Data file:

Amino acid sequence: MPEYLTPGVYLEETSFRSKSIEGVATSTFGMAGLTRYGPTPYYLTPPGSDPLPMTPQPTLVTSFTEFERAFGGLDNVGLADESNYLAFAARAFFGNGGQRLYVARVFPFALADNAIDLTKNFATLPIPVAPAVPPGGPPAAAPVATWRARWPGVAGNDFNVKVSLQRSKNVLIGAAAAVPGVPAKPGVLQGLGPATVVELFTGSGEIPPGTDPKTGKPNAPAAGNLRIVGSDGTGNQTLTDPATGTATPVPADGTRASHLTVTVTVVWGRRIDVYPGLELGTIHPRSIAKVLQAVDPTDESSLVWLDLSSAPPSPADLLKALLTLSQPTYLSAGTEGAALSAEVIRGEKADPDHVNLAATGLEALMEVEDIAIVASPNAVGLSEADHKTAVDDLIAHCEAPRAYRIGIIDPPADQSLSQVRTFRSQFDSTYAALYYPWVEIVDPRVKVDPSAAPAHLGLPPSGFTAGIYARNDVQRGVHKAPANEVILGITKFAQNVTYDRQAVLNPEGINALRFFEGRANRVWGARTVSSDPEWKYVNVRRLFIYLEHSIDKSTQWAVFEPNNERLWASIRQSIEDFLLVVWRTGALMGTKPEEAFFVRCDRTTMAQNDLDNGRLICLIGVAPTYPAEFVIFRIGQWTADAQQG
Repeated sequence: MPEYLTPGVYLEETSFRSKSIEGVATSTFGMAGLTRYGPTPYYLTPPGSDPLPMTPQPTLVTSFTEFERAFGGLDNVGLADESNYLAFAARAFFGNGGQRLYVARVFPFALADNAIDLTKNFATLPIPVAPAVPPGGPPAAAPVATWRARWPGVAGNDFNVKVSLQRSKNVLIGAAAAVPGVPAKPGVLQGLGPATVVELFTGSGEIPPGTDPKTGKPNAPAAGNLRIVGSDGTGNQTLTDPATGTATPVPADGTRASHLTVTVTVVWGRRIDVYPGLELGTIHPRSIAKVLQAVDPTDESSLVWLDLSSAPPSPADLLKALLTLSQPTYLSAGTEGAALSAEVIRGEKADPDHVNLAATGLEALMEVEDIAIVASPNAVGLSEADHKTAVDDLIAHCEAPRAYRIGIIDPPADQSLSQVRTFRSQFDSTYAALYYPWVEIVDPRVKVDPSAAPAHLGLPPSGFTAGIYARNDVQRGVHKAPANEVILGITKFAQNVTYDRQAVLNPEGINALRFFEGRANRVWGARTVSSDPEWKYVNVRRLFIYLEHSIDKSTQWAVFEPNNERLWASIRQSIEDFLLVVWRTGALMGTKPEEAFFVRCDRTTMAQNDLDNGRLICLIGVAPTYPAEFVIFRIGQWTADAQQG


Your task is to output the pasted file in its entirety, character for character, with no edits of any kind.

Amino acid sequence: MPEYLTPGVYLEETSFRSKSIEGVATSTFGMAGLTRYGPTPYYLTPPGSDPLPMTPQPTLVTSFTEFERAFGGLDNVGLADESNYLAFAARAFFGNGGQRLYVARVFPFALADNAIDLTKNFATLPIPVAPAVPPGGPPAAAPVATWRARWPGVAGNDFNVKVSLQRSKNVLIGAAAAVPGVPAKPGVLQGLGPATVVELFTGSGEIPPGTDPKTGKPNAPAAGNLRIVGSDGTGNQTLTDPATGTATPVPADGTRASHLTVTVTVVWGRRIDVYPGLELGTIHPRSIAKVLQAVDPTDESSLVWLDLSSAPPSPADLLKALLTLSQPTYLSAGTEGAALSAEVIRGEKADPDHVNLAATGLEALMEVEDIAIVASPNAVGLSEADHKTAVDDLIAHCEAPRAYRIGIIDPPADQSLSQVRTFRSQFDSTYAALYYPWVEIVDPRVKVDPSAAPAHLGLPPSGFTAGIYARNDVQRGVHKAPANEVILGITKFAQNVTYDRQAVLNPEGINALRFFEGRANRVWGARTVSSDPEWKYVNVRRLFIYLEHSIDKSTQWAVFEPNNERLWASIRQSIEDFLLVVWRTGALMGTKPEEAFFVRCDRTTMAQNDLDNGRLICLIGVAPTYPAEFVIFRIGQWTADAQQG
Repeated sequence: MPEYLTPGVYLEETSFRSKSIEGVATSTFGMAGLTRYGPTPYYLTPPGSDPLPMTPQPTLVTSFTEFERAFGGLDNVGLADESNYLAFAARAFFGNGGQRLYVARVFPFALADNAIDLTKNFATLPIPVAPAVPPGGPPAAAPVATWRARWPGVAGNDFNVKVSLQRSKNVLIGAAAAVPGVPAKPGVLQGLGPATVVELFTGSGEIPPGTDPKTGKPNAPAAGNLRIVGSDGTGNQTLTDPATGTATPVPADGTRASHLTVTVTVVWGRRIDVYPGLELGTIHPRSIAKVLQAVDPTDESSLVWLDLSSAPPSPADLLKALLTLSQPTYLSAGTEGAALSAEVIRGEKADPDHVNLAATGLEALMEVEDIAIVASPNAVGLSEADHKTAVDDLIAHCEAPRAYRIGIIDPPADQSLSQVRTFRSQFDSTYAALYYPWVEIVDPRVKVDPSAAPAHLGLPPSGFTAGIYARNDVQRGVHKAPANEVILGITKFAQNVTYDRQAVLNPEGINALRFFEGRANRVWGARTVSSDPEWKYVNVRRLFIYLEHSIDKSTQWAVFEPNNERLWASIRQSIEDFLLVVWRTGALMGTKPEEAFFVRCDRTTMAQNDLDNGRLICLIGVAPTYPAEFVIFRIGQWTADAQQG